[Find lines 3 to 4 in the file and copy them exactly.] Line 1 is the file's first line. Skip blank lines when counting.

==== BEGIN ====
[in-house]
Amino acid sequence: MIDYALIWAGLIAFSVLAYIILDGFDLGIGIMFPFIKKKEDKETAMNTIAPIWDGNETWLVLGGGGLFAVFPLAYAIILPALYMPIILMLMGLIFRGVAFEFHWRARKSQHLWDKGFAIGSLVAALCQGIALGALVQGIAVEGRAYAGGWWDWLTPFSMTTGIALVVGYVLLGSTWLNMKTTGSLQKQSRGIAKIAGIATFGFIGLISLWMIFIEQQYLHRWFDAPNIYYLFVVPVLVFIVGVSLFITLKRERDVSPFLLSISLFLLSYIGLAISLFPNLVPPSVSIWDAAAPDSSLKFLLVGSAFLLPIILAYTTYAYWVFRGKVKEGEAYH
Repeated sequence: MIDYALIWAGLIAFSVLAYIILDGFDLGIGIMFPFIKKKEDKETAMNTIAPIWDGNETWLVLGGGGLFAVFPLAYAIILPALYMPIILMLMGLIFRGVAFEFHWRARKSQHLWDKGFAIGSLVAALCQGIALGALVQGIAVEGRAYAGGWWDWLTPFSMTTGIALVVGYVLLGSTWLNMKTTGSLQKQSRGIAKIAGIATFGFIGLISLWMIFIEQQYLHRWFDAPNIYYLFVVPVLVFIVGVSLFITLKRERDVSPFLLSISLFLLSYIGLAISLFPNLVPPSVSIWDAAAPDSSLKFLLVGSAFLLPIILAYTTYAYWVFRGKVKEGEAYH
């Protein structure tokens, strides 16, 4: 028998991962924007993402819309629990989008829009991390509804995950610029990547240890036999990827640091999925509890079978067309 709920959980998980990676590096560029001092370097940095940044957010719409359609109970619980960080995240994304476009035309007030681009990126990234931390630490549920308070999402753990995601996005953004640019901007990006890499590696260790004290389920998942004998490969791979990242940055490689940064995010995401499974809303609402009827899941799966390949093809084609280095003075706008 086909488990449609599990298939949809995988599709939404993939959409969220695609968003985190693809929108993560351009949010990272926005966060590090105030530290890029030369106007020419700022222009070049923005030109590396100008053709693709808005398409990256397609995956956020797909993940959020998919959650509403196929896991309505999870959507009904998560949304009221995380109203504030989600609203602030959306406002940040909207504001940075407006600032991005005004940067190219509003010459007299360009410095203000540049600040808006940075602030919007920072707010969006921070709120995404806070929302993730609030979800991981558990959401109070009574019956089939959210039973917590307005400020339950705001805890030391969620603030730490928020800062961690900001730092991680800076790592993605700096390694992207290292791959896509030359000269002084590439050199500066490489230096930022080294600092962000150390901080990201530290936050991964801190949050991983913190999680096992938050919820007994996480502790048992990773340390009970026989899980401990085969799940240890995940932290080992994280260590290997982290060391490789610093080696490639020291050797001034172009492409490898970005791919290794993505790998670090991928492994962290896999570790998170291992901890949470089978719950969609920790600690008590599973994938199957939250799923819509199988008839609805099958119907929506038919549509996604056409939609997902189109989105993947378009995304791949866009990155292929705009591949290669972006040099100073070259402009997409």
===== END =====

Repeated sequence: MIDYALIWAGLIAFSVLAYIILDGFDLGIGIMFPFIKKKEDKETAMNTIAPIWDGNETWLVLGGGGLFAVFPLAYAIILPALYMPIILMLMGLIFRGVAFEFHWRARKSQHLWDKGFAIGSLVAALCQGIALGALVQGIAVEGRAYAGGWWDWLTPFSMTTGIALVVGYVLLGSTWLNMKTTGSLQKQSRGIAKIAGIATFGFIGLISLWMIFIEQQYLHRWFDAPNIYYLFVVPVLVFIVGVSLFITLKRERDVSPFLLSISLFLLSYIGLAISLFPNLVPPSVSIWDAAAPDSSLKFLLVGSAFLLPIILAYTTYAYWVFRGKVKEGEAYH
């Protein structure tokens, strides 16, 4: 028998991962924007993402819309629990989008829009991390509804995950610029990547240890036999990827640091999925509890079978067309 709920959980998980990676590096560029001092370097940095940044957010719409359609109970619980960080995240994304476009035309007030681009990126990234931390630490549920308070999402753990995601996005953004640019901007990006890499590696260790004290389920998942004998490969791979990242940055490689940064995010995401499974809303609402009827899941799966390949093809084609280095003075706008 086909488990449609599990298939949809995988599709939404993939959409969220695609968003985190693809929108993560351009949010990272926005966060590090105030530290890029030369106007020419700022222009070049923005030109590396100008053709693709808005398409990256397609995956956020797909993940959020998919959650509403196929896991309505999870959507009904998560949304009221995380109203504030989600609203602030959306406002940040909207504001940075407006600032991005005004940067190219509003010459007299360009410095203000540049600040808006940075602030919007920072707010969006921070709120995404806070929302993730609030979800991981558990959401109070009574019956089939959210039973917590307005400020339950705001805890030391969620603030730490928020800062961690900001730092991680800076790592993605700096390694992207290292791959896509030359000269002084590439050199500066490489230096930022080294600092962000150390901080990201530290936050991964801190949050991983913190999680096992938050919820007994996480502790048992990773340390009970026989899980401990085969799940240890995940932290080992994280260590290997982290060391490789610093080696490639020291050797001034172009492409490898970005791919290794993505790998670090991928492994962290896999570790998170291992901890949470089978719950969609920790600690008590599973994938199957939250799923819509199988008839609805099958119907929506038919549509996604056409939609997902189109989105993947378009995304791949866009990155292929705009591949290669972006040099100073070259402009997409």